Adoption - Is It Worth It?
November 26, 2012

I’ve often wondered and been asked many times why international adoptions take so long, and are so complex. The question behind that of course is, “Is it really worth it?” “It sounds very risky?”

We have been in the process of an international adoption for almost one year. We expect to be in process for at least one more. During that time, we have had both highs & lows. We have experienced exhilaration, disappointment, confusion, and frustration along the way. I can begin to explain why adoptions take so long. I could talk about infrastructure in a third world country, government bureaucracy, child trafficking protections, and yes, even possible corruption. That would not be a good use of time, because I can’t affect any of those issues.

I would like to answer the questions behind the question and tell you about unspeakable joy & adventure in the journey itself.

Despite all the red tape, delays, hassles, costs, mosquito bites, and setbacks, it is indeed worth it! Belle & I just returned from our second trip to Haiti and had this very conversation.  We wouldn’t trade a second of this journey. It has been a profound, life altering decision and journey. We don’t know what tomorrow holds and that is just fine. Here are just a few reasons that adoption is a worth it, and you can’t put a price tag on it.

  • Building a love & concern in our family for the marginalized.
  • Watching my children cultivate a missional & servant mindset.
  • Experiencing Jesus in deeper & more powerful ways.
  • Being exposed to third world poverty and brokenness.
  • Seeing our local church grow in concern for orphan care.
  • Having an opportunity to love on orphans in practical ways.
  • Meeting incredible people.
  • Seeing the body of Christ in action in diverse ways.
  • Watching miracles & seeing prayers answered.
  • Observing a girl set free from modern day slavery.
  • Watching my wife meet our daughter for the first time.
  • Seeing our extended family support and grow in excitement for us.

Then there is Monday night 11/19/2012 at 11pm. I look down and see my new daughter fast asleep beside me on a single bed in Port au Prince. I watch her, study her, and place my hand on her back to feel her breathe. I am extra careful to make sure I don’t inadvertently roll over on her. I’m not sleeping. This is almost too much for me to take in. The events and red tape that have gotten us to this point suddenly no longer exist. Do you understand the miracle that has taken place? I’m laying next to my daughter at this point, not an orphan.  We have been given the ‘experience’ of adoption. This is something Paul talks about in Galatians, where we receive a very deep knowing (feeling) of our adoption through Christ. On human terms, as I lay beside our sleeping girl, I’m realizing this is taking place. I’m loving her with fatherly love, which is distinct, unique, jealous, and powerful! I’m also noticing that she doesn’t look like me in any way, and that doesn’t matter in the slightest.   I’m watching this all happen in the course of 48 hours, and appreciating the fact that after our embassy appointment, we will leave her behind for another long period of time.  It could be easy to become saddened over this. I am not sad. I am appreciating the journey and the joy God provides when we get engaged in the sort of activities for which we were designed.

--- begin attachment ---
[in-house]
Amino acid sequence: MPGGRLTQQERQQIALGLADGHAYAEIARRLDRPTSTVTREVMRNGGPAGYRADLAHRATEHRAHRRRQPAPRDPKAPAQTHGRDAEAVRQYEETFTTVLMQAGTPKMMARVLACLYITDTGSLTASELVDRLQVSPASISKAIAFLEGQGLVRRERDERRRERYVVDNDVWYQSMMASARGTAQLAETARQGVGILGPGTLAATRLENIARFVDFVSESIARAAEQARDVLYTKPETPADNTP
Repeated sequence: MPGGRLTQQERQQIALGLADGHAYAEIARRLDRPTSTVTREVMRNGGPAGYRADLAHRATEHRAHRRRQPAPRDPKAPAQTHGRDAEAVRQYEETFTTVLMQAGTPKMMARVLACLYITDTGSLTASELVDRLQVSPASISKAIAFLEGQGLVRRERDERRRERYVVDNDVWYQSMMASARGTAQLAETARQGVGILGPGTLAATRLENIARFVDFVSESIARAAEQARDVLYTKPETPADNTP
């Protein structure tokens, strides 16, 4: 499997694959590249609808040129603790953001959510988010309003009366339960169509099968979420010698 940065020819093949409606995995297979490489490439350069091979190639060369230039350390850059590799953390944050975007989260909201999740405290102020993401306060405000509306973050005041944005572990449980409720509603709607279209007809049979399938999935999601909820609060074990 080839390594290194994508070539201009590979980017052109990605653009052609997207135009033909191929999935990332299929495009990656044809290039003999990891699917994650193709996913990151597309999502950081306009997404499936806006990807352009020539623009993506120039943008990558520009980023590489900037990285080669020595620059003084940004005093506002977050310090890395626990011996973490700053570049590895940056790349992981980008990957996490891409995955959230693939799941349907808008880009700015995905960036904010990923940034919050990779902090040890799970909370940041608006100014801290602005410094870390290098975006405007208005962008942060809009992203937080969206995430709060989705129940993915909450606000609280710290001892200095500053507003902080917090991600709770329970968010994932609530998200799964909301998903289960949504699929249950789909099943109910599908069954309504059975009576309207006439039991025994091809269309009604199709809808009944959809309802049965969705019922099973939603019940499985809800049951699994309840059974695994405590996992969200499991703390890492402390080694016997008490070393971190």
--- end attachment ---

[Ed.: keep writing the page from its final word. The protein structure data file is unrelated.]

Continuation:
I don’t know exactly how this story ends. There are going to be more disappointments.  There are going to be difficult days. It’s also going to be okay, because God is in control and in the end He wins. We are learning that when we take risks like this, God will indeed provide the strength for the task just at the right time. Anyone who knows me understands that I am a sinful person prone to selfish tendencies. I’ve met some personal heroes on this trip that leave me lacking much. Somehow in God’s mercy He has placed me in the Son, and that gives us the power & strength to do anything. What is even more stunning is that God tells us that it is He Himself working, not us. There is no room for boasting here. This is God’s doing, God’s work, & God’s goodness. We just happen to have been given a front row seat!

Anthony Schultz – Haiti Adoptive Family

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